Design v.s. implementation failures
Failures happen when building features and architecture. Failing fast and moving away from our failures is a great thing. However, it's easy to simply give up everything as a bad job and start over.
Instead, it may be worth asking: is this a design failure or an implementation failure? You may be doing yourself a disservice by abandoning a valid architectural design or code pattern precisely at the moment you know the most about it.
Example design failures
- The two-way binding between components led to an infinite event loop.
- Design failure: Let's avoid this style of coupling and prefer one-way component binding.
- Our components have styles that are conflicting with each other.
- Design failure: Let's make sure our components are self-contained and use styling solutions such as CSS modules to avoid collisions.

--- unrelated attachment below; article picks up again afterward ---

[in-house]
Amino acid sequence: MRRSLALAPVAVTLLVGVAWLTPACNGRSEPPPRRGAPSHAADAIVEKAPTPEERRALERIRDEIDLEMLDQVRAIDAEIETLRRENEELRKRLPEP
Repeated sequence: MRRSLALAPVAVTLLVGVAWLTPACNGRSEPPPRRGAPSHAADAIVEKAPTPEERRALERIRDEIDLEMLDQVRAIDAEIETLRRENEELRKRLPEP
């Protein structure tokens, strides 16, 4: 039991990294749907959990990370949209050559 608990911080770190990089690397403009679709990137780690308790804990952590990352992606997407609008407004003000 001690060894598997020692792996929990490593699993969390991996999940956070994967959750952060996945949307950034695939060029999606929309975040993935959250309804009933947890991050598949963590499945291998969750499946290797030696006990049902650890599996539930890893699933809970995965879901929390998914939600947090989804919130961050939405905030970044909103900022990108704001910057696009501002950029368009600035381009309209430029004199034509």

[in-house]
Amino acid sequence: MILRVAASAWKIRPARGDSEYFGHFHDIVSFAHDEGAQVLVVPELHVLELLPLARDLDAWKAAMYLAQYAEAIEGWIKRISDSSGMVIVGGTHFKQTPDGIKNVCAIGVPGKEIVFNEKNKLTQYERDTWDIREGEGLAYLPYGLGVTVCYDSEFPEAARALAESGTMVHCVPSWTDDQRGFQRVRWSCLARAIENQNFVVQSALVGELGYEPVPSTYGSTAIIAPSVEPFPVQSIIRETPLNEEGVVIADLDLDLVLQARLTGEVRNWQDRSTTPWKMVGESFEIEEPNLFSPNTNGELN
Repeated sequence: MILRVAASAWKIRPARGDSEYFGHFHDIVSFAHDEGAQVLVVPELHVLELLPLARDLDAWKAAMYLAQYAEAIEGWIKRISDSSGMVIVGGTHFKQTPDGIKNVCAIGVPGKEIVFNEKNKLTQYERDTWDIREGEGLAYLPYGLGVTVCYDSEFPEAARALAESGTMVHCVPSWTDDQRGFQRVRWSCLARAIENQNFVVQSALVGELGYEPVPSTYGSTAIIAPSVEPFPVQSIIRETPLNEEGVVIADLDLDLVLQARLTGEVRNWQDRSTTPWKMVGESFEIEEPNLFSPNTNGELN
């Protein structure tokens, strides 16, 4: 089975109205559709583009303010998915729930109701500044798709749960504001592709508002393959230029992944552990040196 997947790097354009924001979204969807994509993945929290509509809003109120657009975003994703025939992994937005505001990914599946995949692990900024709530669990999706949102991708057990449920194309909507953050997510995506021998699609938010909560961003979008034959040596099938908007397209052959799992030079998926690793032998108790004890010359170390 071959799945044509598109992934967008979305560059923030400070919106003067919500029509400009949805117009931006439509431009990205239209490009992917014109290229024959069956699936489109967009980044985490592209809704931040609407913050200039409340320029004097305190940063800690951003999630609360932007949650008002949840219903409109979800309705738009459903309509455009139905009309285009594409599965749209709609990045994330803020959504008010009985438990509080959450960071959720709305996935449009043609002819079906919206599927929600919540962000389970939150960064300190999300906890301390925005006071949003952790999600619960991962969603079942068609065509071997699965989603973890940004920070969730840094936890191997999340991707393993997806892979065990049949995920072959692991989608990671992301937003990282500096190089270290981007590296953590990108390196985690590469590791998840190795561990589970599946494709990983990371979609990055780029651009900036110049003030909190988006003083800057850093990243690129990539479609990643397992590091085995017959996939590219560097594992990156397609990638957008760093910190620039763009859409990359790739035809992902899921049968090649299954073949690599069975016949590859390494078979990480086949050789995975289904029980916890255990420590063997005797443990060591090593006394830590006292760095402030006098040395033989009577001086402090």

- Paging our APIs via numeric offset leads to duplicate values when infinite scrolling.
- Design failure: Let's use a pointer offset instead to ensure we get results after a given item.
Example implementation failures
- These new components are hard to read with too many props.
- Implementation failure: The component needs to be split up and potentially connected with HOCs in separate places.
- Our E2E tests are slow, super flaky, and hard to debug.
- Implementation failure: The suite needs to be built with robustness and more resilient to network delays. We need to surface all errors and ensure we can easily see and replicate them.
- Bonus design failure: We have way too many E2E tests and should rebalance with other types of tests.
- Building a messaging service: the implementation had state issues on crashes and couldn't keep up with events.
- Implementation failure: Messaging still decouples and solves our performance and feature requirements, but our first attempt was not maintainable.
Implementations may need to be scrapped or heavily reworked, but design failures will always need to go. Of course, your team may just be frustrated with a salvageable failure and want a fresh start. And sometimes, that's okay. But be careful not to discount ideas without thinking through this question.